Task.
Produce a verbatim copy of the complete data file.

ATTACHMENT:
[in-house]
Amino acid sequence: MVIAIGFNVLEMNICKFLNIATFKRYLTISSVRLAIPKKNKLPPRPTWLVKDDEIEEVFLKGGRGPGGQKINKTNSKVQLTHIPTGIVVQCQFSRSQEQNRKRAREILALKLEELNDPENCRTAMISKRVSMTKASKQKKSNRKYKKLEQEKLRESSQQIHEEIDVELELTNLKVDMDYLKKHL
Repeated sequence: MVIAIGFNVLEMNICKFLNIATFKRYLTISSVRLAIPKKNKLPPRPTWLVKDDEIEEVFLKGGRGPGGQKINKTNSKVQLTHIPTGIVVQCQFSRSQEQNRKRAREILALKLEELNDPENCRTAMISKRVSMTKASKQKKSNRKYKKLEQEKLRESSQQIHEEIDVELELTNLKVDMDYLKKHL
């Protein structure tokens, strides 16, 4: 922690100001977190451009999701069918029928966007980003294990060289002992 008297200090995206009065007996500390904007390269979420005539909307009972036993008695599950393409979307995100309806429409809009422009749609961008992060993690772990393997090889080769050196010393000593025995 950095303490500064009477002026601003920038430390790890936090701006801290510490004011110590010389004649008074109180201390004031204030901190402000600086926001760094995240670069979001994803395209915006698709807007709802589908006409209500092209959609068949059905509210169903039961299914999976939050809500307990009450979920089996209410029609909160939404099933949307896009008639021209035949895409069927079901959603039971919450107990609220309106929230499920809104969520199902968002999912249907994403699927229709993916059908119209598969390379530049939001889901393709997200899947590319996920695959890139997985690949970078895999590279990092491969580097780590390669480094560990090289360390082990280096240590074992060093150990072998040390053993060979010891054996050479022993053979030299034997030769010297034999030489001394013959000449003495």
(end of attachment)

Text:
[in-house]
Amino acid sequence: MVIAIGFNVLEMNICKFLNIATFKRYLTISSVRLAIPKKNKLPPRPTWLVKDDEIEEVFLKGGRGPGGQKINKTNSKVQLTHIPTGIVVQCQFSRSQEQNRKRAREILALKLEELNDPENCRTAMISKRVSMTKASKQKKSNRKYKKLEQEKLRESSQQIHEEIDVELELTNLKVDMDYLKKHL
Repeated sequence: MVIAIGFNVLEMNICKFLNIATFKRYLTISSVRLAIPKKNKLPPRPTWLVKDDEIEEVFLKGGRGPGGQKINKTNSKVQLTHIPTGIVVQCQFSRSQEQNRKRAREILALKLEELNDPENCRTAMISKRVSMTKASKQKKSNRKYKKLEQEKLRESSQQIHEEIDVELELTNLKVDMDYLKKHL
């Protein structure tokens, strides 16, 4: 922690100001977190451009999701069918029928966007980003294990060289002992 008297200090995206009065007996500390904007390269979420005539909307009972036993008695599950393409979307995100309806429409809009422009749609961008992060993690772990393997090889080769050196010393000593025995 950095303490500064009477002026601003920038430390790890936090701006801290510490004011110590010389004649008074109180201390004031204030901190402000600086926001760094995240670069979001994803395209915006698709807007709802589908006409209500092209959609068949059905509210169903039961299914999976939050809500307990009450979920089996209410029609909160939404099933949307896009008639021209035949895409069927079901959603039971919450107990609220309106929230499920809104969520199902968002999912249907994403699927229709993916059908119209598969390379530049939001889901393709997200899947590319996920695959890139997985690949970078895999590279990092491969580097780590390669480094560990090289360390082990280096240590074992060093150990072998040390053993060979010891054996050479022993053979030299034997030769010297034999030489001394013959000449003495």